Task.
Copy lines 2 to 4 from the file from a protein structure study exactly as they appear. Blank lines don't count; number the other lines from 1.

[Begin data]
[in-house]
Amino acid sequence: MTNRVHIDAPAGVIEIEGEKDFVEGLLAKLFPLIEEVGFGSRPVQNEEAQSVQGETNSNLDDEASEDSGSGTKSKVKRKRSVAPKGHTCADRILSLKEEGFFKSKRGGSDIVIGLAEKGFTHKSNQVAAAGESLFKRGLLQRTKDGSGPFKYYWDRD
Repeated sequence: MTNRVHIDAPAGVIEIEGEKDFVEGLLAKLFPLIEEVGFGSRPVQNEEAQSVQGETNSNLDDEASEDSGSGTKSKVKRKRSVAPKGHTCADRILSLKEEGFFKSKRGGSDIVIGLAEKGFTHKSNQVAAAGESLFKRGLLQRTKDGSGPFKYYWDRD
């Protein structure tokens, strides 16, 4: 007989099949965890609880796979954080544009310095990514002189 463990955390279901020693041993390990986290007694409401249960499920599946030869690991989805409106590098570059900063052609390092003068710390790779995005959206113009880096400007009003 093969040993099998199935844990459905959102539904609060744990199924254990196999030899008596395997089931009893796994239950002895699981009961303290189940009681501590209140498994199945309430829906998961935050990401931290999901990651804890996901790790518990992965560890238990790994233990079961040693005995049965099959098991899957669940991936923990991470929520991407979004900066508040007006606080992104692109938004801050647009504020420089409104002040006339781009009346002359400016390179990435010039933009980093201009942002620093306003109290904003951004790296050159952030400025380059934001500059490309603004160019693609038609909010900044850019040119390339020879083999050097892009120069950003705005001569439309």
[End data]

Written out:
Amino acid sequence: MTNRVHIDAPAGVIEIEGEKDFVEGLLAKLFPLIEEVGFGSRPVQNEEAQSVQGETNSNLDDEASEDSGSGTKSKVKRKRSVAPKGHTCADRILSLKEEGFFKSKRGGSDIVIGLAEKGFTHKSNQVAAAGESLFKRGLLQRTKDGSGPFKYYWDRD
Repeated sequence: MTNRVHIDAPAGVIEIEGEKDFVEGLLAKLFPLIEEVGFGSRPVQNEEAQSVQGETNSNLDDEASEDSGSGTKSKVKRKRSVAPKGHTCADRILSLKEEGFFKSKRGGSDIVIGLAEKGFTHKSNQVAAAGESLFKRGLLQRTKDGSGPFKYYWDRD
């Protein structure tokens, strides 16, 4: 007989099949965890609880796979954080544009310095990514002189 463990955390279901020693041993390990986290007694409401249960499920599946030869690991989805409106590098570059900063052609390092003068710390790779995005959206113009880096400007009003 093969040993099998199935844990459905959102539904609060744990199924254990196999030899008596395997089931009893796994239950002895699981009961303290189940009681501590209140498994199945309430829906998961935050990401931290999901990651804890996901790790518990992965560890238990790994233990079961040693005995049965099959098991899957669940991936923990991470929520991407979004900066508040007006606080992104692109938004801050647009504020420089409104002040006339781009009346002359400016390179990435010039933009980093201009942002620093306003109290904003951004790296050159952030400025380059934001500059490309603004160019693609038609909010900044850019040119390339020879083999050097892009120069950003705005001569439309």